by Sandra Soraci, EDAC, LEED AP, NCIDQ, and Tasha Hughes
In the October 2018 issue of The Construction Specifier, the article “When the Rubber Hits the Floor: Patient Outcomes and Operational Efficiency Supported by Rubber Flooring” included a look at a 2012 research study from the Center for Health Design that took an evidence-based design approach to show how flooring could reduce slips, trips, and falls, along with the severity of associated injuries.
The Centers for Medicare and Medicaid Services (CMS) identify falls as preventable events that should not have occurred. Nevertheless, they are common adverse events in hospitals. Between 30 and 35 percent of patients who fall sustain an injury, resulting, on average, in 6.3 days tacked on to the hospital stay.
In addition to their far-reaching negative impacts on patients’ recoveries and quality of life, falls affect the bottom line of the hospital, in part because costs associated with the treatment of a fall are no longer reimbursable. This results in a direct cost to the health system and affects its safety rating. According to the Joint Commission’s (TJC’s) Preventing Falls with Injury project, the cost for a fall with injury is about $14,056.
CMS has also identified falls and trauma on its list of hospital-acquired conditions (HACs) for which reimbursement will be limited—specifically, for falls resulting in fractures, dislocations, and intercranial injuries. Hundreds of thousands of patients fall in hospitals every year; in one study, a fall with injury added 6.3 days to the hospital stay. As a ‘sentinel event,’ this is another cost that is not reimbursed to the health system. (For more on this topic, check out “Cost Analysis of a Falls-prevention Program in an Orthopedic Setting,” by J. Galbraith et al in Clinical Orthopedics and Related Research, and “Cost-effectiveness of Patient Education for the Prevention of Falls in Hospital: Economic evaluation from a randomized controlled trial,” by T. Haines et al in BMC Medicine.)
Rubber flooring reduces likelihood of slips and falls
Three flooring-related issues impact fall prevention: slip resistance, glare, and light reflectance value. As it relates to patient and caregiver safety, the flooring material, finish, type of maintenance, and coefficient of friction (CoF) should also be carefully considered when evaluating flooring products to create safer spaces.
The slip-resistant properties of rubber flooring reduce the likelihood of slips and falls. In the case of premium rubber flooring, the floor may even exceed Occupational Safety and Health Administration (OSHA) recommendations for slip resistance, providing extra traction.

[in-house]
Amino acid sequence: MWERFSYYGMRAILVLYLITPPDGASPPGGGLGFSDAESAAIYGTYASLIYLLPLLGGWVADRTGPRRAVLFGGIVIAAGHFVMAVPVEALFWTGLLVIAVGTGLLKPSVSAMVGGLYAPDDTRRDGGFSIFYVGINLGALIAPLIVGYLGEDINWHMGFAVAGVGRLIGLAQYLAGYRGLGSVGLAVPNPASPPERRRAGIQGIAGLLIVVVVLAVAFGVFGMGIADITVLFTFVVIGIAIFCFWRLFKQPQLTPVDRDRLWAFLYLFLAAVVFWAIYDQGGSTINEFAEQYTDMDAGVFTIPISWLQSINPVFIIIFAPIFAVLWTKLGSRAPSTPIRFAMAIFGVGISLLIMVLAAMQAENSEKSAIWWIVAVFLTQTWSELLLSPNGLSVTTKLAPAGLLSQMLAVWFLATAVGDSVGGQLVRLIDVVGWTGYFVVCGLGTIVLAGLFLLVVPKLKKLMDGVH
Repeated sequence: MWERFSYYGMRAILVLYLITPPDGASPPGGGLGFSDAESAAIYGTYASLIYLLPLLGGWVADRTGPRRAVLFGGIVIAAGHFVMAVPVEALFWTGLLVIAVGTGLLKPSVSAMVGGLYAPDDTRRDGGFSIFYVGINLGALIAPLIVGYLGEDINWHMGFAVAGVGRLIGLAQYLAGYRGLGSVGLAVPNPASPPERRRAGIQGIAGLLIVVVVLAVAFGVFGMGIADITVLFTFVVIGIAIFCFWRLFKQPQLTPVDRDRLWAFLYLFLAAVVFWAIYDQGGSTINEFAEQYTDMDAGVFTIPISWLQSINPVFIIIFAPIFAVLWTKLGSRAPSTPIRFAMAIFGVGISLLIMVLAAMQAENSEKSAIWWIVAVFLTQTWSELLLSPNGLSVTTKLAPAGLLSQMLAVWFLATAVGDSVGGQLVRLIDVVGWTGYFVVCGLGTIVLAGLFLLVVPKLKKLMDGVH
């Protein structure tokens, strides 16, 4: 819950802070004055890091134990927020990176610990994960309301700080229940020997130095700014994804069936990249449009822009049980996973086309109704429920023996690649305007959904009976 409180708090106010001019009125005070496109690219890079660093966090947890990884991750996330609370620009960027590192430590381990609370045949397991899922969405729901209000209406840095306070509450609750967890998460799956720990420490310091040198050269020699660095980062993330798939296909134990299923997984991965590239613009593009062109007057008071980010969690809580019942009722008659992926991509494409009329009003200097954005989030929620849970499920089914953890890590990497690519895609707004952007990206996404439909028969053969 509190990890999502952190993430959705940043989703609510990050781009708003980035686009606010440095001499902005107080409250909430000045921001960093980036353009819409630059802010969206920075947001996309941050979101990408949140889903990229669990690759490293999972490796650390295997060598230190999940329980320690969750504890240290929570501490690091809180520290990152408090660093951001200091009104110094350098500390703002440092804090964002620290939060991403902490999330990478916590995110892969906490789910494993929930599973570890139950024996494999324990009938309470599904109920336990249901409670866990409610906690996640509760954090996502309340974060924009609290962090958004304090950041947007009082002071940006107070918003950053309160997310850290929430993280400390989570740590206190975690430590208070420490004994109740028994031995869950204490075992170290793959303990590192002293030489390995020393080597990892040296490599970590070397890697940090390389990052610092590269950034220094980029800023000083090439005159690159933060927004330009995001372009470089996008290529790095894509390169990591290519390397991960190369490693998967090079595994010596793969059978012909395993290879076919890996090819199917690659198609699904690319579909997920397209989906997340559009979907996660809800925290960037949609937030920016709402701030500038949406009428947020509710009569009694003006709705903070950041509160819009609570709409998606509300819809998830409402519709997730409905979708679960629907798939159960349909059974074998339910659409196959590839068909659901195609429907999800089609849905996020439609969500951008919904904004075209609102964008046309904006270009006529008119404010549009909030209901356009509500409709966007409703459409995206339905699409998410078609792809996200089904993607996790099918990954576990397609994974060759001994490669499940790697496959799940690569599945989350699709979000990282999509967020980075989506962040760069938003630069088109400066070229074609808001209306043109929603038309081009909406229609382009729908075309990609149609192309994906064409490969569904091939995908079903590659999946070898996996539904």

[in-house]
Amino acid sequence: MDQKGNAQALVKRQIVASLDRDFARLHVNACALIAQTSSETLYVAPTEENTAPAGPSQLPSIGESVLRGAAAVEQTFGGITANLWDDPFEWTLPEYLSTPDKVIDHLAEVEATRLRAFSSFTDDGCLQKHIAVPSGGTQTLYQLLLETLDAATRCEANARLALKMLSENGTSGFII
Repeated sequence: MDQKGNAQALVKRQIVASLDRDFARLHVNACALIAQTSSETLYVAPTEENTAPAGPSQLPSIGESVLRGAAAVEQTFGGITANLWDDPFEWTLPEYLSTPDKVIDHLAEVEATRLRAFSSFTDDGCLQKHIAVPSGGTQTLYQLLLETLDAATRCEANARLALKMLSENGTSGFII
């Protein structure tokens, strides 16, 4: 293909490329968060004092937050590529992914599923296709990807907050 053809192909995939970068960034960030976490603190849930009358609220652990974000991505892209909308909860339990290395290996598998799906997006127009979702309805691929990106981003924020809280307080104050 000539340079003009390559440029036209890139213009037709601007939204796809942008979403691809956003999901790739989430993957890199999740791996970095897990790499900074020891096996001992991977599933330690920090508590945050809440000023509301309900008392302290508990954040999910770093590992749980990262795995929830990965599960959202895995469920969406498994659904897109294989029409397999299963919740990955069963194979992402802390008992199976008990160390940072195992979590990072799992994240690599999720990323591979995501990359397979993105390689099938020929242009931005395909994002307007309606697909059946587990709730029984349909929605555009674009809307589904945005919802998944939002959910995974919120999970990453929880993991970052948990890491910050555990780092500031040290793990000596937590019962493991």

Should a fall occur, the resilience of rubber flooring cushions the fall and can possibly reduce the likelihood of serious injury. This feature is most appealing for patients using canes and walkers, as well as orthopedic patients working to regain their balance and ability to walk. Those in wheelchairs (and the nurses who push them) will also find it easier to maneuver chairs across premium rubber flooring. In fact, the floor’s low resistance to wheeled equipment reduces the possibility of over-exertion on the part of staff who regularly move carts, equipment, chairs, supply carts, and patient beds.
Glare and high gloss, often due to layers of wax, can also negatively impact safety. The average age of the typical inpatient population is 65, while a caregiver’s average age is 55. Glare can alter cognitive perception for these populations, and visual acuity with the ageing eye can be a trip hazard. This is because when a surface is perceived as slippery, patients may change their gait or walking speed, which modifies the amount of surface contact to the floor. As a result, the non-glare finish of rubber flooring becomes a safety feature supporting outcomes and reimbursement drivers for the healthcare facility.
Tasha Hughes is a public relations and marketing specialist for nora systems, an international rubber flooring manufacturer dedicated to developing premium flooring solutions for various commercial markets, including healthcare, education, industry, life science, labs, and public buildings. She can be reached via e-mail at email@example.com.
Sandra Soraci, EDAC, LEED AP, NCIDQ, is the marketing leader, healthcare solutions, for nora systems. She has been a healthcare designer and thought leader for more than 20 years. As a designer, Soraci’s mission is to collaborate with and support the challenges nora’s healthcare partners are faced with. She can be reached via e-mail at firstname.lastname@example.org.